Fund managers are seeing opportunities in UK government bonds if Britain decides to leave the European Union later this month, with many expecting gilt prices to rally further in the event of a Brexit vote, following their strongest start to the year since 2001.
According to Thomson Reuters, the FTSE Gilts All-Stocks Total Return index was up 5.5% in 2016, making UK government bonds one of the best performing asset classes year-to-date. The yield on 10-year gilts fell to a near-record low of 1.39% last Monday, down from 1.96% at the start of the year.
Investors have been flocking to gilts against a backdrop of growing concerns about the strength of the UK economic recovery and the impact of the EU referendum, which came to a head last week when Bank of England (BoE) governor Mark Carney warned a Brexit vote could result in a year-long recession.
This has led to a further push-back of expectations for interest rate rises, with the BoE now sounding out bank chiefs about the impact of a possible rate cut should the UK vote to leave the EU in June's referendum.
David Coombs, head of multi-asset investments at Rathbones, said a Brexit vote could present an "incredible" opportunity to add government bonds to his portfolios.
"If the UK was to leave the European Union, the BoE would have to act quickly to attract foreign investment back to the country. To do this, it would have to reduce taxes at the same time as a rise in its cost of debt because investors are not buying gilts. That would not be a good scenario.
"The BoE needs gilt yields to stay low, and to do this it will have to buy them to suppress them. This will make the gilt market very volatile, with yields moving on an intraday basis, which means there could be some incredible opportunities to add gilts to my portfolio in the first few weeks if we leave."
The BoE needs gilt yields to stay low, and to do this it will have to buy them to suppress them. This will make the gilt market very volatile.
As a result, Coombs has increased cash weightings in his £76.8m Total Return and £99.5m Strategic Growth portfolios to "near-record highs" of 16% and 8% respectively as he awaits the referendum result.
Despite bookmakers currently indicating an 85% chance the UK will stay in the EU, Mike Amey, manager of the £157m PIMCO UK Low Duration fund, said the market is still pricing in a 25% probability of a 25bps rate cut this year.
He has maintained some exposure to UK duration in order to "mitigate the downside risk" of a potential Brexit, as he believes the BoE will cut interest rates from their current level of 0.5% to zero in the event of a 'leave' vote.
"In our portfolios, we have been looking to combine positions that may benefit if the UK remains in the EU with those that will mitigate downside risk if it votes to leave, which includes maintaining exposure to UK duration," he said.
"With inflation low, we see a very small probability of a rate hike in the next 12 months regardless of the outcome in June, and in the event the UK votes to leave the EU, we think it likely the Bank of England would cut rates, potentially boosting gilt prices. We are currently seeing good risk-reward characteristics in 5- and 10-year gilts."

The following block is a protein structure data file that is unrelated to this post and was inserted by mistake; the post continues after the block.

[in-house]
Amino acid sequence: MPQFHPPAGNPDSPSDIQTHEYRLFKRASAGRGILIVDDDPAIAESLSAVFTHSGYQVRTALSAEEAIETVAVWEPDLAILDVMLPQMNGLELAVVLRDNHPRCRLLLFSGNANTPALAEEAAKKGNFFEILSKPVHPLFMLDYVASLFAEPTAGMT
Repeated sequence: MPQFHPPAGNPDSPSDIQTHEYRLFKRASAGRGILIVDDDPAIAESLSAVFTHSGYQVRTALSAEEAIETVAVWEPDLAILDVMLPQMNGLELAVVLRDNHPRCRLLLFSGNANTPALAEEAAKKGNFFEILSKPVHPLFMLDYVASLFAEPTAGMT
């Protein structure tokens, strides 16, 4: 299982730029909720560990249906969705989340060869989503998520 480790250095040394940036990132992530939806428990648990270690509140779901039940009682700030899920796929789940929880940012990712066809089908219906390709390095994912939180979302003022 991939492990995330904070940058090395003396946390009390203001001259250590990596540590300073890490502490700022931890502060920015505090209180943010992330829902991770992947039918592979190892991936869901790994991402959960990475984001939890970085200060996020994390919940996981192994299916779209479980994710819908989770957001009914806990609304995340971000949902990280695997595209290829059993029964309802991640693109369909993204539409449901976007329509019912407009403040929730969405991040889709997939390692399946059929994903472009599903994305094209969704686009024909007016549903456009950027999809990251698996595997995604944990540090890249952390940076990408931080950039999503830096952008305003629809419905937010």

Dickie Hodges, manager of the $100m Nomura Global Dynamic Bond fund, said there remain buying opportunities in gilts as the BoE is likely to restart quantitative easing (QE) measures in the event of a Brexit.
The UK economy is not in the stellar place we are led to believe and if there is a 'leave' vote, the Bank of England will re-start QE.
"The UK economy is not in the stellar place we are led to believe and if there is a 'leave' vote, the Bank of England will restart QE," he said.
"They never reversed it, they just have not added to it. They will need to do this to create financial stability and could even cut rates. That would be a positive for UK gilt yields as they will fall further."
However, with foreign investors currently holding 25% of outstanding UK gilts, Hodges warned there is a risk prices could fall as overseas investors sell their holdings in the event of a Brexit.
Similarly, John Bilton, head of global multi-asset strategy at J.P. Morgan Asset Management, said a Brexit risks a rapid sale of gilts held by foreign investors, as questions are raised over the stability of an independent UK.
He said: "To fund its deficit, the UK is increasingly reliant on non-domestic buyers of gilts, who have been large purchasers since the financial crisis. Should these investors rush to exit their gilt positions after a vote to leave, yields could rise."
However, Bilton added domestic investors are likely to rotate from stocks to bonds in the event of a Brexit, offsetting the effects of foreign outflows.
Richard Champion, deputy CIO at Canaccord Genuity Wealth Management, said: "We expect the remain camp to win, whilst acknowledging the vote will be close. If we do vote to leave there will be conflicting price pressures on Gilts.
"Sterling would likely fall, which increases inflationary pressure on the economy, and this normally means pressure to increase interest rates and puts pressure on Gilts prices. For example, note the UK's inferior long-term inflation track record relative to our major trading partners.
"However, business confidence is likely to fall, which decreases activity and with it reduces inflationary pressure. The BoE may cut rates or add to QE to compensate, which supports Gilts prices.
"Ultimately the performance of Gilts from here will depend on UK inflation - and Brexit will likely increase import costs. I would not be a buyer of Gilts based only on Brexit. With the yield on the UK ten year Gilt at 1.4%, there is little value in the area."